12 years ago today, I launched this site — then known as LENNDEVOURS. It was my second blog, the first being a fairly generic one that I treated a bit like a diary or journal, and it started covering food and wine in a broad sense. I had just started drinking Long Island wine and not long after, when I couldn’t find a website with information that I wanted about those wines anywhere, I decided to create it myself. Not long after that, I got my first wine columnist gig for a local newspaper.

My wife — my most staunch supporter over the years — framed my first column, which was about local dessert wines, for that paper, but you won’t find it anywhere in our house. At least I hope you won’t. There was a horrible error in the first first paragraph. Something about port wine being from Spain.

As embarassing as that mistake was and still is, it’s also a good reminder about just how much there is to know (and forget) about wine. 12 years into writing about wine, I still feel like little more than an enthusiastic novice. I’ve been quoted numerous times in other media outlets since I started this thing and I’ve never knowingly let anyone refer to me as an “expert” in wine or even New York wine. I’m not an expert. There is still so much more for me to learn. I learn every day. I bristle when I see other people refer to them as experts too, so it’s not just modesty on my part.

I’ve tried a lot of different things with this site — that’s part of the fun of an Internet publication. The things that don’t work out rarely cost you anything more than a little of your time. At its peak, I had more than 10 people writing (and writing at least somewhat regularly) for this site. None of us were making any money. We were just passionate about what we were writing about, whether it was wine, beer, cheese, science or policy. During that era, I wanted to be “Wine Specator for New York wine” but over time it became less and less fun for me. What I had created as a creative outlet had become more about managing editorial schedules and production than telling the stories that I wanted to tell. Some of my top writers moved out of New York and/or starting having kids (and I was having them too). I almost shut the site down several times, but each time someone or something convinced me to stick it out. And I’m glad that I have.

2016 has brought some changes. It’s back to being me behind the keyboard for all but our weekly news roundups — at least for the time being. I wanted to rediscover my love for the medium and I have. I’ve unpublished all of the old, non-New York posts to bring focus to the content.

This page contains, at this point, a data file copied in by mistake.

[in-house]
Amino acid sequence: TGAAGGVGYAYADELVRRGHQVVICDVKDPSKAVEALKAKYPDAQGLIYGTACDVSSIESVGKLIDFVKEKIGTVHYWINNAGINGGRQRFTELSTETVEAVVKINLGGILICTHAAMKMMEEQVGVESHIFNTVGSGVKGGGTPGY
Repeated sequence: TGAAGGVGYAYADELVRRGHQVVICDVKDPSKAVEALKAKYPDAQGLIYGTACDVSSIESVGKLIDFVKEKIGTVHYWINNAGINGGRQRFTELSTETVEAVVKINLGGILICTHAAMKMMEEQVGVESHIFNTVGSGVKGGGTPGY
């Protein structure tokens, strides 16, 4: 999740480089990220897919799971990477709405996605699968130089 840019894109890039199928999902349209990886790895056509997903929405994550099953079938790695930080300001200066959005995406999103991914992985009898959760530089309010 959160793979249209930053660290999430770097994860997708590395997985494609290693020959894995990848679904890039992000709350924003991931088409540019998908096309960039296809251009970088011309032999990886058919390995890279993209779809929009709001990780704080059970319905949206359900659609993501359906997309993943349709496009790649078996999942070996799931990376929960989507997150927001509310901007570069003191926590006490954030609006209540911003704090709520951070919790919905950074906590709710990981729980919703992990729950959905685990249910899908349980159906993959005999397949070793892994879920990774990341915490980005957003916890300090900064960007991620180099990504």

I’d like to bring back my “Wines of the Year” program, but it will probably look a bit different. I don’t have a team of writers to taste with anymore, after all.

I keep saying that I’d like to get back to doing wine dinners and wine salons that raise money for local charities. Maybe that will happpen before the site turns 13.

There may be a book in me somewhere. Or a subscription-based newsletter. Or both. I’ve never been great about treating this site as a business or thinking about it strategically. It’s something that I need to continue to work on.

This post isn’t just a look back with some out-loud thinking, however. As you’ll see this week, I’ll be adding cider coverage to the mix. After talking with producers and tasting a fair amount of cider in the past few months — some more commercial, others truly artisanal — I feel like I have enough context and knowledge to being writing about it. There are some interesting stories to tell and I’ve had several orchardists and cider makers ask me to tell theirs. I hope I can do them justice.

Starting tomorrow, you’ll also notice the inclusion of regions beyond the New York border — which is long overdue, really. I’ll never stop writing about New York wine, but there are some amazing wines and stories in places like Virginia, Maryland, Colorado, Pennsylvania and beyond too. I hope to tell some of those stories too with the kind of frankness and honest that I’ve always approached New York wine. It’s all too rare in local wine writing.You may even see some “Big 3” (California,

You may even see some “Big 3” (California, Washington and Oregon) stories. I want to leave it a bit more open-ended than it has been.

The New York Cork Report name won’t go away just yet. It might at some point. It might not.

Anyway, this is a long-winded way of me sharing how I got to this point, what I’m thinking about the future and I also want to thank you from the bottom of my cabernet franc-soaked heart. That you spend any bit of time reading what I write, joining me on my journey, is humbling. If not for all of you, I’d have shuttered the site years ago, so thank you.  I hope that I’ve been able to give just a bit back to the people and industry that has given me so much over the years.